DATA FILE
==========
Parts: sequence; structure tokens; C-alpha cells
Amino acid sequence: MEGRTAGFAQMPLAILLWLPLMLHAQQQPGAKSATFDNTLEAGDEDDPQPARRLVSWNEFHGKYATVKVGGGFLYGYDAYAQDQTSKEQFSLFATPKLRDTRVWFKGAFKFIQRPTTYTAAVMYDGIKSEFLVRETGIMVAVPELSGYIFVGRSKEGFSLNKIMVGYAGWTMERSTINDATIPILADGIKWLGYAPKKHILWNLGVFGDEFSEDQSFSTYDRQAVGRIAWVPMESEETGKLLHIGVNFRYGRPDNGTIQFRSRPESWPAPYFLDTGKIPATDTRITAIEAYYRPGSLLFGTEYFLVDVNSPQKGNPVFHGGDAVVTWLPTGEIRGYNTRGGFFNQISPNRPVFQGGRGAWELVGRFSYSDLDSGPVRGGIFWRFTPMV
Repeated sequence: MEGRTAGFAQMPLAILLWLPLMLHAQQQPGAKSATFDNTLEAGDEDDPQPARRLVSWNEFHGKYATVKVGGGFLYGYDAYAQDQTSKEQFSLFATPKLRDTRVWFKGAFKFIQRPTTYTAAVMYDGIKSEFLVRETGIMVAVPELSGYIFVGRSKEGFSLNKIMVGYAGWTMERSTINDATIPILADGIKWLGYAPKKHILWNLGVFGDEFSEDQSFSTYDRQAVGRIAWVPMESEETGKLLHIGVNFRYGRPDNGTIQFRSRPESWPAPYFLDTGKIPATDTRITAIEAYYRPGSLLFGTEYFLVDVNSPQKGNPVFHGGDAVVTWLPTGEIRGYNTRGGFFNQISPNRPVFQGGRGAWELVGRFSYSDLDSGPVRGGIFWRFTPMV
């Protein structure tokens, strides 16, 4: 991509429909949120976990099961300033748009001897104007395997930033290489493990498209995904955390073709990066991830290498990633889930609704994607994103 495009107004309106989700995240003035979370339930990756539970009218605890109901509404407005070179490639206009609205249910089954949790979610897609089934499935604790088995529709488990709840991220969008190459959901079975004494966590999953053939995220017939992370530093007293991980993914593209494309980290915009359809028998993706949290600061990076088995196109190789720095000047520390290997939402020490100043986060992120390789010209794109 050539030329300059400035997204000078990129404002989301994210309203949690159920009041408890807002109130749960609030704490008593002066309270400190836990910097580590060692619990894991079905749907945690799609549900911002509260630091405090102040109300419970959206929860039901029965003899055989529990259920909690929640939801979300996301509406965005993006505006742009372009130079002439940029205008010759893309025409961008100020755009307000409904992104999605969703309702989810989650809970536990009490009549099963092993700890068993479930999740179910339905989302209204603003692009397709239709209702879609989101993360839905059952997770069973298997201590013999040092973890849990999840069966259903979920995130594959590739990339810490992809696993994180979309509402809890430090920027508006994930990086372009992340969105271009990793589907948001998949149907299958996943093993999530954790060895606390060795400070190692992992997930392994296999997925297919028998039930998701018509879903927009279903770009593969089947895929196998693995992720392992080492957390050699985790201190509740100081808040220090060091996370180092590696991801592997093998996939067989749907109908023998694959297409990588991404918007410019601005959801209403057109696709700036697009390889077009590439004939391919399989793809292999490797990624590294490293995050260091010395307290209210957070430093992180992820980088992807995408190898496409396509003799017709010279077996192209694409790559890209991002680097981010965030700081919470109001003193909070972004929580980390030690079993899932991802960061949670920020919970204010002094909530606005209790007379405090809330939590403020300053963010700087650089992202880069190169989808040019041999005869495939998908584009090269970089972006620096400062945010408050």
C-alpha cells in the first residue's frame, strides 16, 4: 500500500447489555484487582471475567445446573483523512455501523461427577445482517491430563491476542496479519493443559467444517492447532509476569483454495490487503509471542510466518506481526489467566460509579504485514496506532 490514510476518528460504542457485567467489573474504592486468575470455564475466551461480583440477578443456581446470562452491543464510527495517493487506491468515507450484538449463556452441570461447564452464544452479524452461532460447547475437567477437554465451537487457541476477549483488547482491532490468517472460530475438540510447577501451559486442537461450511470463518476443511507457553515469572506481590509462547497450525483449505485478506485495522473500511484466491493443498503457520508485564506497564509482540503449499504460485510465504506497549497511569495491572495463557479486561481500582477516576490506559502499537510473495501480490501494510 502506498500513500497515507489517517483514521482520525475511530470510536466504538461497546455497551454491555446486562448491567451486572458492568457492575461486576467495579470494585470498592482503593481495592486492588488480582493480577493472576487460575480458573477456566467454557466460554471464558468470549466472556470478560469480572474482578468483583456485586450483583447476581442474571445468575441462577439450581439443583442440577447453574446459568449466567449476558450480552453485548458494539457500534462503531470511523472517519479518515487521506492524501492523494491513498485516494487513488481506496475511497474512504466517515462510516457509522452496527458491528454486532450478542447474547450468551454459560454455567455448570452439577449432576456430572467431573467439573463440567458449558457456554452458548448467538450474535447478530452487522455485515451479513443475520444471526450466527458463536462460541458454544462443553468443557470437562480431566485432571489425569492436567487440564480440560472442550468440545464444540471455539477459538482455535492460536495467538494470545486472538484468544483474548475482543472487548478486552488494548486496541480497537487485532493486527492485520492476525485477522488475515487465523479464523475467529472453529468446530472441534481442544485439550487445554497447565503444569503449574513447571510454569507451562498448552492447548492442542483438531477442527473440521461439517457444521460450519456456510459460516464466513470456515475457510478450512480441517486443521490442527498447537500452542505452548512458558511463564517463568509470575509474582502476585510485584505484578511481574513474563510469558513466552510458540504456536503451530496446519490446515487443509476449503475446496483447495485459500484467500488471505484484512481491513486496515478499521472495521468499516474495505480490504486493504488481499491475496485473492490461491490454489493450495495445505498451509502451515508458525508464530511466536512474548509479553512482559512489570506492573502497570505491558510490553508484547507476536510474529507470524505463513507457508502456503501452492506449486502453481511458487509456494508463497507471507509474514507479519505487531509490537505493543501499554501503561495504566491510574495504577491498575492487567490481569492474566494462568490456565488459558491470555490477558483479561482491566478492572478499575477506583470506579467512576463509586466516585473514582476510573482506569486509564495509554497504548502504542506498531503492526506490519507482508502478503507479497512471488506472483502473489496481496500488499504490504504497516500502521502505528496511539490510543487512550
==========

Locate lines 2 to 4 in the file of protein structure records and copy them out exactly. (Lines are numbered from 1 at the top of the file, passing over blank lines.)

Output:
Amino acid sequence: MEGRTAGFAQMPLAILLWLPLMLHAQQQPGAKSATFDNTLEAGDEDDPQPARRLVSWNEFHGKYATVKVGGGFLYGYDAYAQDQTSKEQFSLFATPKLRDTRVWFKGAFKFIQRPTTYTAAVMYDGIKSEFLVRETGIMVAVPELSGYIFVGRSKEGFSLNKIMVGYAGWTMERSTINDATIPILADGIKWLGYAPKKHILWNLGVFGDEFSEDQSFSTYDRQAVGRIAWVPMESEETGKLLHIGVNFRYGRPDNGTIQFRSRPESWPAPYFLDTGKIPATDTRITAIEAYYRPGSLLFGTEYFLVDVNSPQKGNPVFHGGDAVVTWLPTGEIRGYNTRGGFFNQISPNRPVFQGGRGAWELVGRFSYSDLDSGPVRGGIFWRFTPMV
Repeated sequence: MEGRTAGFAQMPLAILLWLPLMLHAQQQPGAKSATFDNTLEAGDEDDPQPARRLVSWNEFHGKYATVKVGGGFLYGYDAYAQDQTSKEQFSLFATPKLRDTRVWFKGAFKFIQRPTTYTAAVMYDGIKSEFLVRETGIMVAVPELSGYIFVGRSKEGFSLNKIMVGYAGWTMERSTINDATIPILADGIKWLGYAPKKHILWNLGVFGDEFSEDQSFSTYDRQAVGRIAWVPMESEETGKLLHIGVNFRYGRPDNGTIQFRSRPESWPAPYFLDTGKIPATDTRITAIEAYYRPGSLLFGTEYFLVDVNSPQKGNPVFHGGDAVVTWLPTGEIRGYNTRGGFFNQISPNRPVFQGGRGAWELVGRFSYSDLDSGPVRGGIFWRFTPMV
């Protein structure tokens, strides 16, 4: 991509429909949120976990099961300033748009001897104007395997930033290489493990498209995904955390073709990066991830290498990633889930609704994607994103 495009107004309106989700995240003035979370339930990756539970009218605890109901509404407005070179490639206009609205249910089954949790979610897609089934499935604790088995529709488990709840991220969008190459959901079975004494966590999953053939995220017939992370530093007293991980993914593209494309980290915009359809028998993706949290600061990076088995196109190789720095000047520390290997939402020490100043986060992120390789010209794109 050539030329300059400035997204000078990129404002989301994210309203949690159920009041408890807002109130749960609030704490008593002066309270400190836990910097580590060692619990894991079905749907945690799609549900911002509260630091405090102040109300419970959206929860039901029965003899055989529990259920909690929640939801979300996301509406965005993006505006742009372009130079002439940029205008010759893309025409961008100020755009307000409904992104999605969703309702989810989650809970536990009490009549099963092993700890068993479930999740179910339905989302209204603003692009397709239709209702879609989101993360839905059952997770069973298997201590013999040092973890849990999840069966259903979920995130594959590739990339810490992809696993994180979309509402809890430090920027508006994930990086372009992340969105271009990793589907948001998949149907299958996943093993999530954790060895606390060795400070190692992992997930392994296999997925297919028998039930998701018509879903927009279903770009593969089947895929196998693995992720392992080492957390050699985790201190509740100081808040220090060091996370180092590696991801592997093998996939067989749907109908023998694959297409990588991404918007410019601005959801209403057109696709700036697009390889077009590439004939391919399989793809292999490797990624590294490293995050260091010395307290209210957070430093992180992820980088992807995408190898496409396509003799017709010279077996192209694409790559890209991002680097981010965030700081919470109001003193909070972004929580980390030690079993899932991802960061949670920020919970204010002094909530606005209790007379405090809330939590403020300053963010700087650089992202880069190169989808040019041999005869495939998908584009090269970089972006620096400062945010408050």